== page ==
You can’t please all the people all the time

During my lifetime I have spent countless hours in what I affectionately like to call the nutrition vortex.  I have jumped from blog to blog, podcast to podcast, author to author and from one research paper to the next.   I even earned a degree in Exercise Physiology.  I have consumed a ton of information and actually completely transformed my body and mind as a result several times.  The one major take away so far is that no one person or resource has it all figured out, while many claim to have.  The reason for this is that the answer to the question, “What is the right diet for people to eat?” can’t be answered.

There are way too many compounding factors that each individual brings to the table, figuratively and literally, when they sit down to eat.  Gene expression, food history, current health state are just a few of the myriad of reasons that impact how a certain diet or food type will affect any given individual.  There are even daily circumstances, or moment to moment environmental factors that can influence a specific meal or how an entire day’s worth of eating will land on a given individual.   Where does that leave the average person trying to get healthy?  Well for me it left me spinning in circles wondering what foods are basically going to kill me and which are heaven sent directly from God to make me the most healthy person on the planet.  But wait a second, some foods seem to be both.  Take Kale for example.  Multiple resources tout Kale as the end all be all when it comes to micro nutrients, polyphenols and phytonutrients.   Kale also is great because the fiber slows down digestion.  Kale is generally awesome.  Even scientific studies back up the claim that Kale is probably the most healthy thing you could eat.  Here is a study that indicates Kale with a meal helps with the bioavailability per meal of calcium in women.

But hold on one second, before you start munching on Kale like a goat or making green smoothies with it everyday you have several very important factors to consider:  Wait for it…Should Kale be cooked or served raw?  How much Kale is too much kale or is there such a thing as eating too much Kale?  Can I eat Kale all day or only in the morning?   If you take a look around the internet you will see that some very smart people completely disagree on every point.  Here is a funny post about how people tend to take studies and details too far.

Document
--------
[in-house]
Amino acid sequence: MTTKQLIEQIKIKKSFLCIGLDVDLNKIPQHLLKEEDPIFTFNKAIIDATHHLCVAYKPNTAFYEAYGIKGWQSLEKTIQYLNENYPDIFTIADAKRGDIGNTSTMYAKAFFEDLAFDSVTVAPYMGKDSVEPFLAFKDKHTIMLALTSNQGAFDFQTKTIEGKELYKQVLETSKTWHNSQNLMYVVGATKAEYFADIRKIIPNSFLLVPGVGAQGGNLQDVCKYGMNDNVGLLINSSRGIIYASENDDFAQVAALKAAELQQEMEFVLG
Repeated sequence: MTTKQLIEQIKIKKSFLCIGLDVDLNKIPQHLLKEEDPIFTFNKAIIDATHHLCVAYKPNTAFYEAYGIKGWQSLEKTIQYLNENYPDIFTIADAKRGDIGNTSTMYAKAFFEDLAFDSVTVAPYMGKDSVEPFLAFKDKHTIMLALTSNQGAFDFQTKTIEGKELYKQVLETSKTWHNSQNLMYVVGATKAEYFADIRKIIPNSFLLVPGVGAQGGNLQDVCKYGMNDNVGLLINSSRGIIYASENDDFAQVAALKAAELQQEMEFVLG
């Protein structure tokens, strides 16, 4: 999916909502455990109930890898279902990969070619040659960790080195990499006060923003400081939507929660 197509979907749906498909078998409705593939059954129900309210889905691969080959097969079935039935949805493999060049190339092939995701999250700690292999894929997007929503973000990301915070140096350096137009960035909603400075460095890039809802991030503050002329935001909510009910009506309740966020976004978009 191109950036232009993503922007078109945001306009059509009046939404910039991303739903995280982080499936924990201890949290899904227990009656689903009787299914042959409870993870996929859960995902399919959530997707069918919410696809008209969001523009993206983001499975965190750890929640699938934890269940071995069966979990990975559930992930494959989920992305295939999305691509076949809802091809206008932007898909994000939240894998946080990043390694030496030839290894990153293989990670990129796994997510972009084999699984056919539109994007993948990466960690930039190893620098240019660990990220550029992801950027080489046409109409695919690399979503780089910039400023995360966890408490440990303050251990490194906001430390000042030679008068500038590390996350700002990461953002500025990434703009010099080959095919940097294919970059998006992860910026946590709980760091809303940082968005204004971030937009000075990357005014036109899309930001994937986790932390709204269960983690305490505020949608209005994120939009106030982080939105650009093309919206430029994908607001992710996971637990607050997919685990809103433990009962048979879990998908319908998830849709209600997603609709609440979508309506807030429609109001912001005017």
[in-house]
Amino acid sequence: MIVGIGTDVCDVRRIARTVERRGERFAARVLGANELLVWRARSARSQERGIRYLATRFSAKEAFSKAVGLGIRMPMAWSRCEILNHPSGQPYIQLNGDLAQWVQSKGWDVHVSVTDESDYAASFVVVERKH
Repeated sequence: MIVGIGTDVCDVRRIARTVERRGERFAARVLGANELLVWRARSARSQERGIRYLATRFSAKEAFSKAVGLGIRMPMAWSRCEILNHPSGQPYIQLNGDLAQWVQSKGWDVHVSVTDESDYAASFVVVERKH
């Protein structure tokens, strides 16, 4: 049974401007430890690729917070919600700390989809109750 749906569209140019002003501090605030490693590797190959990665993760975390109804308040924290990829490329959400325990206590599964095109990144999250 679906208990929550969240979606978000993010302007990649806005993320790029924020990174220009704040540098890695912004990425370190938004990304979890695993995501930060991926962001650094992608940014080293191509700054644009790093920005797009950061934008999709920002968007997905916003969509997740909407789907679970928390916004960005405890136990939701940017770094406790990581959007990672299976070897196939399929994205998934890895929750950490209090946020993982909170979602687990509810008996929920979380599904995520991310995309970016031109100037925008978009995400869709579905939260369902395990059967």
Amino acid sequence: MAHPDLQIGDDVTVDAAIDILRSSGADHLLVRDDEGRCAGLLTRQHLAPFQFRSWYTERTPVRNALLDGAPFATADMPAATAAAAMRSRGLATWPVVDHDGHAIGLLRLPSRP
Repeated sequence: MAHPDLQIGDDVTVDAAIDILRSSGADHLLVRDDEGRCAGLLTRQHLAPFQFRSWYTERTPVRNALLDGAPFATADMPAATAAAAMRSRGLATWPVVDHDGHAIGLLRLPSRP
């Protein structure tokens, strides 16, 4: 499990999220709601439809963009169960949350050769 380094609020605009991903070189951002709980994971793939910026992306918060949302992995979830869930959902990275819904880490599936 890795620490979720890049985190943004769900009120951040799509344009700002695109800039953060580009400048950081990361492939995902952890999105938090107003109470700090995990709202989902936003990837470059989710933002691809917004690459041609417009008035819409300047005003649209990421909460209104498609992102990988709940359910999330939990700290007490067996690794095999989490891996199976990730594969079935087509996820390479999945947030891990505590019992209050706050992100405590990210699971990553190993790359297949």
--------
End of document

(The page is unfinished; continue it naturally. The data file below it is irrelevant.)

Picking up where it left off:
One of my favorite resources for odd information about food is Dave Asprey.  He is convinced that the oxalate acid in Kale will pretty much kill you.   What he did was create a way to prepare it that he calls “Bullet Proof”, which involves cooking it and sprinkling in some K2 and Calcium and butter I believe.   Well that sounds great and I’m sure it works wonders.  But the raw foodist will tell you it’s important to keep your food as close to alive as possible to get all of the benefits, therefor it should not be cooked or all vitality will be lost.   Ok well how about bio-availability of the glorious micronutrients, what happens to those as you cook them?   Based off of the answer what is the best way?  The answer to this is even more frustrating.  Which is, it depends and both or neither.   Are you getting the idea?  Even objectively discussing an actual food item, it’s very difficult to discern proper implementation and volume of consumption.  Ok then I just wont eat Kale.  Sorry wrong.  Kale is probably good for you.

That leaves all of us in a tricky bind with almost all foods that nutrition experts, Dr’s and cooky bloggers from all corners of the internet tout as healthy, having potential misuses and sub-optimal implementation.  We are people and we want things to be binary.  Items need to be good or bad.  The should be cooked or raw.  They should be consumed to max level or they should not be consumed.  We all want to attach ourselves to a specific eating pattern that is backed by a revolutionary Dr. or brain surgeon.   Here’s the shocker of the day: people are so diverse and complex that there is not a simple answer for all people.  Sorry. The best we can do is adopt a personal philosophy on intake protocol (my fancy term for diet) and hope for the best.  As a method becomes adverse, adjust.  If something is working, keep doing it until it doesn’t.

My goal is to offer some is to offer some insight and perspective on all the craziness out there.  Hopefully my education in Exercise Physiology and career as a personal trainer will be helpful.  Also, I do this stuff.  I am willing to try anything.  I am an N=1 as they say.  I want to offer guidance how to implement eating strategies from both a practicality standpoint as well as a physiological standpoint.   I will provide anecdotes from people who have tried certain intake protocols.  I will even offer my own plan that I have created that I think may help people to get around all of the tricky questions lurking on the internet.

I’m not a Dr., and I’m certainly not a brain surgeon.  I’m just a guy with a set of ears and eyes, a brain, and a healthy level of both skepticism and open mindedness that is hoping to help you navigate the confusing rules and fads out there.

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